So what happens when a President does declare a national emergency?
According to the Congressional Research Service, there are hundreds of specific provisions codifying what the president is allowed to do–and those powers are far-reaching and invasive into daily American lives. While "the vast majority of them are of the stand-by kind — dormant until activated," a state of a national emergency allows the President to: "seize property, organize and control the means of production, seize commodities, assign military forces abroad, institute martial law, seize and control all transportation and communication, regulate the operation of private enterprise, restrict travel, and, in a variety of ways, control the lives of United States citizens."
What It Means:
1. Presidents can control funding
Trump could declare a national emergency in order to fund his wall. As Kim Lane Scheppele, a professor at the Center for Human Values at Princeton University, told Vox, "It could be that by putting together a lot of different sources of emergency authority, the president could tap a lot of different funds and at least start." With the above powers to seize property and commodities, as well as regulate means of production and private enterprises, the President could re-direct government funding away from ongoing military projects to fund the border wall. Last Friday, Trump told reporters, "I can do it if I want."
Technically, he's right. If Trump's administration can prove that the border wall is a "military construction," then using military funding would fall under the U.S. code for "Reprogramming During National Emergencies," which states that a President may "apply the resources of the Department of the Army's civil works program, including funds, personnel, and equipment, to construct or assist in the construction, operation, maintenance, and repair of authorized civil works, military construction, and civil defense projects that are essential to the national defense."
New York Post
2. Presidents can control the internet.
Seizure and control of transportation and communication includes controlling all internet traffic, restricting access to information deemed security risks. Today, that could mean "impeding access to certain websites and ensuring that internet searches return pro-Trump content as the top results."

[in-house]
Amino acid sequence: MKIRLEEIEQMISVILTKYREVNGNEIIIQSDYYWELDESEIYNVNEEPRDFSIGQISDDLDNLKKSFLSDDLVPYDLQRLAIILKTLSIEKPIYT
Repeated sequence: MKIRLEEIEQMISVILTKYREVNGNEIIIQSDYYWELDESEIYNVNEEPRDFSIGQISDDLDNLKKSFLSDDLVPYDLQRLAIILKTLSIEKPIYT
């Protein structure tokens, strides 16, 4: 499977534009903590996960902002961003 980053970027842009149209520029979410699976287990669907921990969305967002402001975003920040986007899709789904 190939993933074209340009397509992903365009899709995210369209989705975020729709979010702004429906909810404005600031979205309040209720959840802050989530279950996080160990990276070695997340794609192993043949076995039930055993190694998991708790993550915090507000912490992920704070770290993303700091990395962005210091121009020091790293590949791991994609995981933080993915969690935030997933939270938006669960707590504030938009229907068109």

3. Presidents can deploy troops to your neighborhood—easily.
4. Presidents can confiscate your property.
5. Presidents can forcibly relocate Americans.
Among the most notorious and regretful instances of Presidents declaring states of emergency is Franklin D. Roosevelt's use in 1941, months after Pearl Harbour was attacked. The above powers endowed the President to forcibly relocate more than 110,000 Japanese-Americans to internment camps. To retell it simply, the President instituted martial law along the east coast, forcibly transported U.S. citizens to the camps, confiscated their property, and restricted them from leaving or communicating with the outside world. Meanwhile, Roosevelt deployed the U.S. military overseas to enter World War II. 30 years later, the NEA was designed to prevent sitting Presidents from abusing declarations of emergencies, but with its vague language, much of the law remains to be tested in court.
Equal Justice Initiative
In total, lack of clarity in the NEA gives Trump the legal grounds to argue for emergency powers over the country. However, legal experts, as well as passionate congressmen, have been outspoken about fighting against the president if he were to push that agenda. After all, congress reserves the right to overrule a president's declaration if they can pass a resolution to do so in both the House of Representatives and the Senate. However, the President would need to sign the resolution; otherwise, congress would need a second majority vote to override his veto.
President Trump is due to give a national address Tuesday night at 9PM. While he is not expected to declare a national emergency, he is expected to urge the American people that the southern border constitutes a "humanitarian and security crisis" that urgently needs to be addressed. To Trump, that means building a border wall, even if it means prolonging what is already one of the longest government shutdowns in history, or perhaps even abusing executive powers.